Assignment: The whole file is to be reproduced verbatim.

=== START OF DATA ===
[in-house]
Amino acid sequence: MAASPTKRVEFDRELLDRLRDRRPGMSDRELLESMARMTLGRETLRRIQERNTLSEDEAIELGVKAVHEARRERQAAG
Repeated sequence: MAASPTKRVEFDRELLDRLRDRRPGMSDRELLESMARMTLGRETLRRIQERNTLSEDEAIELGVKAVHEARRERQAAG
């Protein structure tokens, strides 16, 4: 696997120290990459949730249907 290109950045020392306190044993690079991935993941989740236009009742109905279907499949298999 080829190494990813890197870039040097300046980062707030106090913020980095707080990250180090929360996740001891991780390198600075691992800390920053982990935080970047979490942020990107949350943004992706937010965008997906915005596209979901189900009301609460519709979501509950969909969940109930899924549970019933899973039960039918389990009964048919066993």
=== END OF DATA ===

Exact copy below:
[in-house]
Amino acid sequence: MAASPTKRVEFDRELLDRLRDRRPGMSDRELLESMARMTLGRETLRRIQERNTLSEDEAIELGVKAVHEARRERQAAG
Repeated sequence: MAASPTKRVEFDRELLDRLRDRRPGMSDRELLESMARMTLGRETLRRIQERNTLSEDEAIELGVKAVHEARRERQAAG
């Protein structure tokens, strides 16, 4: 696997120290990459949730249907 290109950045020392306190044993690079991935993941989740236009009742109905279907499949298999 080829190494990813890197870039040097300046980062707030106090913020980095707080990250180090929360996740001891991780390198600075691992800390920053982990935080970047979490942020990107949350943004992706937010965008997906915005596209979901189900009301609460519709979501509950969909969940109930899924549970019933899973039960039918389990009964048919066993």